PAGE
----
Though it’s a national brand with locations sprinkled across 14 states, Chevys Fresh Mex doesn’t succumb to shortcuts at any of its restaurants. The expert chefs at each eatery gather together fresh ingredients to prepare the entire menu from scratch, whether they’re infusing chicken enchiladas with chipotles or simmering fragrant cauldrons of their homemade tortilla soup. Even though this hands-on approach harkens back to the foundations of Mexican culinary traditions, chefs also give each dish a contemporary twist—tacos meet flavorful drizzles of chipotle aioli, slow-roasted carnitas mingle with fresh oranges and lemons alongside fajita platters. Meanwhile, bartenders engage in serious agave innovation with top-shelf margaritas in flavors such as prickly pear and spicy mango.
The chefs at Empire Lounge & Pizzeria toss dough into thin, circular canvases before slathering them in red or white sauce, topping them with handfuls of mozzarella cheese, and crowning them with vegetables and meats. Red and white sauces also make an appearance on pasta dishes such as spaghetti and lasagna. Along with classic Italian eats, Empire Lounge also serves up a selection of Mediterranean items including fried lamb and marinated chicken kebabs.
A local landmark for more than 50 years, Duffy's entertains patrons with 20 draft beers and an eclectic menu of hearty pub fare staples. A selection of 16 burgers anchor the sumptuous spread, with selections ranging from the jalapeno-topped Mexicali burger ($7.25) to the Italian burger ($7.25), smothered in marinara sauce and parmesan cheese. Fish fans can incite a feeding frenzy with an appetizer of fried shrimp ($9.99) perched next to a choice of onion rings, potato salad, or steak or cheese fries, while fried clams ($6) escape an otherwise chowdery death in the company of fries and homemade tartar sauce. Though a food purchase is required with this Groupon, Duffy's offers a full drink menu including domestic, imported and craft beers.
Cinco Cantina & Tequila Bar's agave-savvy staff pours artisan tequilas at a bar softly lit by punched-tin lanterns. Duos or quartets of tasters sample three shots of blanco, anejo, and reposado tequilas crafted in small batches by respected distillers such as Don Julio and Tres Generaciones. Spiced chips surf creamy waves of classic guacamole between sips as patrons strain to overhear salsa-themed knock-knock jokes whispered by brightly colored masks on the walls.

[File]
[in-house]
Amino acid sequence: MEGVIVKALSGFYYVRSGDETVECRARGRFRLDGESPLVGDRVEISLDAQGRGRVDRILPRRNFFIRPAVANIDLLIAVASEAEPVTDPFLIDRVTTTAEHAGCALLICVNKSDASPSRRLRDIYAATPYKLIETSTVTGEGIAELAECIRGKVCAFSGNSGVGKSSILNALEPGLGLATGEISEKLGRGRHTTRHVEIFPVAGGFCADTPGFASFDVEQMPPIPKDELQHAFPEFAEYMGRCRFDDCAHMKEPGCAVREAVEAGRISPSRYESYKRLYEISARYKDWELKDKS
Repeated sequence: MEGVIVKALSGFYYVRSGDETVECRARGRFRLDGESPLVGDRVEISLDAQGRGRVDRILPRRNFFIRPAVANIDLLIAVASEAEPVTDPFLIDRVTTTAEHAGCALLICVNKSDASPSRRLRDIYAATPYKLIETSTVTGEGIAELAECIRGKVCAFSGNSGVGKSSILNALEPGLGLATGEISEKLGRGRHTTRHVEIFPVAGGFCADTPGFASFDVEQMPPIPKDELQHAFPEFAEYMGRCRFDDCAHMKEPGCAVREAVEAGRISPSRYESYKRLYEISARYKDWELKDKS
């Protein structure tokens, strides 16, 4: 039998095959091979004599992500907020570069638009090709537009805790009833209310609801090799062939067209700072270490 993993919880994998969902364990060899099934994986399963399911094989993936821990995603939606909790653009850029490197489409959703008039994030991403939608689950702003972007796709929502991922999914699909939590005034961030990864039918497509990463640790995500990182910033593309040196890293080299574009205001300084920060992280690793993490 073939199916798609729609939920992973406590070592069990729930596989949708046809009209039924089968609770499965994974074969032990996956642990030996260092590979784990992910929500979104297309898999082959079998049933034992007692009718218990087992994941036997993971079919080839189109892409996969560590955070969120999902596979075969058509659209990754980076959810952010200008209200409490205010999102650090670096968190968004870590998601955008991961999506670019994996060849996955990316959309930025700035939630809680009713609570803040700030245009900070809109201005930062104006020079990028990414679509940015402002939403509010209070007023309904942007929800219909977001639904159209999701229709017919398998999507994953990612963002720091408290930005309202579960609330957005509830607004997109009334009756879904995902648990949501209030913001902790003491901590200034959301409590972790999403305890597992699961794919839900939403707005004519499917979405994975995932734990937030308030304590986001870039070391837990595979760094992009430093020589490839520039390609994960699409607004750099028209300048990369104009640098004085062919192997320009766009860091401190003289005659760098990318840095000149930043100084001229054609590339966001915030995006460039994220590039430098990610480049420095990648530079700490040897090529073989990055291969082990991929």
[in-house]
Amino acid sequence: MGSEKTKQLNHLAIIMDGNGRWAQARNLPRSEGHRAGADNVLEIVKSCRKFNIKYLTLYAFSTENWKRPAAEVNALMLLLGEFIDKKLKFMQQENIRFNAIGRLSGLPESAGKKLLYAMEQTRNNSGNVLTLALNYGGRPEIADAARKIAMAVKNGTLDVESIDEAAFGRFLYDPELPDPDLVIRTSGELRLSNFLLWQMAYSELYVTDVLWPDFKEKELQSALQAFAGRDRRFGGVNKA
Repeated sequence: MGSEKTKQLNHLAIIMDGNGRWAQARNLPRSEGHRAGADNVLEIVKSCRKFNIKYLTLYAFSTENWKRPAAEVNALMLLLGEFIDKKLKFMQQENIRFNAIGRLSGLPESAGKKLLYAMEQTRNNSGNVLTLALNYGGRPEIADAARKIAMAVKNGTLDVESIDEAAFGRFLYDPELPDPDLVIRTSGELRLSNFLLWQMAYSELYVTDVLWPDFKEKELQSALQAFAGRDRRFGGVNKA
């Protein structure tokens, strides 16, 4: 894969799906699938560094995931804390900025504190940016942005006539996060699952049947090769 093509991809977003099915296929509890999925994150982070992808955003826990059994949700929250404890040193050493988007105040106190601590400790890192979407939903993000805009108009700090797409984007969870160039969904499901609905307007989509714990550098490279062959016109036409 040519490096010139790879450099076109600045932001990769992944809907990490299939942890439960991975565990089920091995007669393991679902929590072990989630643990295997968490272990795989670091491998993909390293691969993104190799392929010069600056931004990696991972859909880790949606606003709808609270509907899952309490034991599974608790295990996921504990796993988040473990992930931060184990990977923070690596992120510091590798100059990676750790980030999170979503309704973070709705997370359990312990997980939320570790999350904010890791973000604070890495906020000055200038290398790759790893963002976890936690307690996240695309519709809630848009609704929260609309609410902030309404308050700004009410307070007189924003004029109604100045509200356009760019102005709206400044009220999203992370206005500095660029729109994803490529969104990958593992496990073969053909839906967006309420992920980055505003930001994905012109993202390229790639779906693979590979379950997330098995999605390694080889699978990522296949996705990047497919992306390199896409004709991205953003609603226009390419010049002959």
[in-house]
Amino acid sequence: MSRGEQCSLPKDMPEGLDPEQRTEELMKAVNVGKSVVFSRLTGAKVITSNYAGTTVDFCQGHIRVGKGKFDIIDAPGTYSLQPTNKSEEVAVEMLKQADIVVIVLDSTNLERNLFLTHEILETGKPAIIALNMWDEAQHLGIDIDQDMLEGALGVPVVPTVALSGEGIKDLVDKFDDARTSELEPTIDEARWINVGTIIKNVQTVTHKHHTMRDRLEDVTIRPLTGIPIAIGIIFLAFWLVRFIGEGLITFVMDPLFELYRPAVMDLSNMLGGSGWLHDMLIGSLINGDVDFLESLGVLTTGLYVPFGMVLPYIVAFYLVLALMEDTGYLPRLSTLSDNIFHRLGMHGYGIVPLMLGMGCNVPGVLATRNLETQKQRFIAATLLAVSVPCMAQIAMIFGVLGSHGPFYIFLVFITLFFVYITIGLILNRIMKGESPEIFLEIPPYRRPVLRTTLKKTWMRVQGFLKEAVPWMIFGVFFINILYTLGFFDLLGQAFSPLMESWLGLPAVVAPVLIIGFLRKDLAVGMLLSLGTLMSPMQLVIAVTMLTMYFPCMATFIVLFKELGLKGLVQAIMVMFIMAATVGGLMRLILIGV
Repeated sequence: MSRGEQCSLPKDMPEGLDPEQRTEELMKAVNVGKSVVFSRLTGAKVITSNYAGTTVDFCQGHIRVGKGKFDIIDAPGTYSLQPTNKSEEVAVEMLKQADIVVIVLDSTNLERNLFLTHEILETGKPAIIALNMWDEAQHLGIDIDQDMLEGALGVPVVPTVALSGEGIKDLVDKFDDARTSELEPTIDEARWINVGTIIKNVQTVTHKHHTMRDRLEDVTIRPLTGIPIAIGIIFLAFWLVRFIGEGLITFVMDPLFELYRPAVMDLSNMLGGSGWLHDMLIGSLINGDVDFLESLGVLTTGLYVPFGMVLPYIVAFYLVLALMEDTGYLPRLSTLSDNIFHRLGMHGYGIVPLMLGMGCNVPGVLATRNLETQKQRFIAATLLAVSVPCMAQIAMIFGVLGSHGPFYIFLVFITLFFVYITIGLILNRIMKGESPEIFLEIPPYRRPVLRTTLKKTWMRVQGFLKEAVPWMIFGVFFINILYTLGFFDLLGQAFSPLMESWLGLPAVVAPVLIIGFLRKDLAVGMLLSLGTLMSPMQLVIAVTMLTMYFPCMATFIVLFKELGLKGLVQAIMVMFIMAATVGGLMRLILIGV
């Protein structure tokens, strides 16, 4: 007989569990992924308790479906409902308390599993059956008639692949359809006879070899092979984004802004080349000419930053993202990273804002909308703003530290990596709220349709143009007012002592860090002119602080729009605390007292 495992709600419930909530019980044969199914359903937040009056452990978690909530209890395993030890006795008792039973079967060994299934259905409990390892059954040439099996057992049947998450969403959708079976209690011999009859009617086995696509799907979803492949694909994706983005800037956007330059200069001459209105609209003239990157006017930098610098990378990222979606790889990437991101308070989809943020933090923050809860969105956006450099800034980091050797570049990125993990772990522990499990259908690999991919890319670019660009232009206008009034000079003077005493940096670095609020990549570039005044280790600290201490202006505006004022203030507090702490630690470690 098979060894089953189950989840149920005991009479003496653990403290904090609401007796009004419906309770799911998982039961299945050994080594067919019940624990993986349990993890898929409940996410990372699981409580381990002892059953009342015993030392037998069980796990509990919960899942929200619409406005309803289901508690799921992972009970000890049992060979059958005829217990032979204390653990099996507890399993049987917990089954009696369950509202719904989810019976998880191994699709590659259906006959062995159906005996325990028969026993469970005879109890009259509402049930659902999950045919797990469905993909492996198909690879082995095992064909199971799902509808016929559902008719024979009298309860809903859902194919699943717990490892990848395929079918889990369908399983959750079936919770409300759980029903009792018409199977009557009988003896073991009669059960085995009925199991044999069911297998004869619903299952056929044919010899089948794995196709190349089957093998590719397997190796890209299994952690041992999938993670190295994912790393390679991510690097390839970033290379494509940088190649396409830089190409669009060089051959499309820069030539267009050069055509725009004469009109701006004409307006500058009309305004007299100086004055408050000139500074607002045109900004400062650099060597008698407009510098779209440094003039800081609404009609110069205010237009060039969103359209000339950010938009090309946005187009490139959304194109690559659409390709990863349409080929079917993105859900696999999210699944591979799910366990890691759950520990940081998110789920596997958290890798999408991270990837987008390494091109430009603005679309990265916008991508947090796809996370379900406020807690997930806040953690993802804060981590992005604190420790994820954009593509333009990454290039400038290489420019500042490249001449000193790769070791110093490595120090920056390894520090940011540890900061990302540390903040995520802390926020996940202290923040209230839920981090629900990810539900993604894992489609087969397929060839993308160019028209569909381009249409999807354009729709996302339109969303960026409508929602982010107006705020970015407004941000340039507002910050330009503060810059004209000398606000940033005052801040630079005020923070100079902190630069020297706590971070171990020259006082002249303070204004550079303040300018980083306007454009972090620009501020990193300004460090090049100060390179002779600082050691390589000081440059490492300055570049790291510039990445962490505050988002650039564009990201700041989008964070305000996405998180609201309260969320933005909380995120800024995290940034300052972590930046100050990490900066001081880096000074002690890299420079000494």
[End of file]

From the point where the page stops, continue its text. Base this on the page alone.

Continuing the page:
At Ace Bartending's 40-foot bar, ice clinks against glasses and prospective mixologists chatter during hands-on courses. Instructors wax informational about the history and production of liquor before outlining state and municipal legal requirements for serving alcohol or distributing liquor to horses. As students progress, they migrate to eight functional bartending stations that feature working carbon dioxide lines, and lessons feed hungry brains tidbits of information on the use of glassware and garnishes to craft a beverage with fitting aesthetic appeal. The curriculum bounds across a bubbling, colorful rainbow of 200 different drinks and recipes.
In addition to hands-on demonstrations and role-playing exercises, courses hand down lessons on how to land a job as a bartender and give tips for job interviews. The classroom's walls, like those of a real bar, are crowded with colorful bottles, lit by crackling neon beer signs, and held together by flyers for bands seeking bassists.
Executive Chef Massimo Giannattasio's career has taken him all over the world, cooking meals in Los Angeles, Northern Italy, and Miami, but perhaps the most important kitchen in which he worked is his mother's. At a young age, she taught him that a chef's intuition is as important as any measurement and that if a chef wears another chef's apron, he withers and dies. Chef Giannattasio and his staff rely on those early lessons in the kitchen of Cibo Wine Bar, where they've curated a menu of both traditional and modern Italian dishes.
Surrounded by columns of neatly stacked Chicago bricks, diners take their seats at tables made of sealed butcher block. Servers produce a wine list to rival a French baron's, and waiters bring out appetizers such as polenta fries or carpaccio. Pastas such as ravioli and gnocchi are hallmark dishes, and the chef prepares seasonal risottos year round. Tender cuts of veal and braised beef short ribs are served second. In addition, the kitchen can bake one of 15 gourmet pizzas for the table, with whole wheat options available.
Cibo Wine Bar won the Miami New Times' Best Wine Selection award in 2012. And once you step inside, it's easy to see why. A huge wine rack soars to the top of the restaurant's vaulted ceiling along one wall—it's so tall that Cibo's wine girl uses a harness and rope to reach the top. A vast, full-service bar pours wines and mixed drinks in the front. In the open kitchen, which is framed by exposed brick walls, chefs scurry to prepare meals, and curing meats hang in full sight of the diners.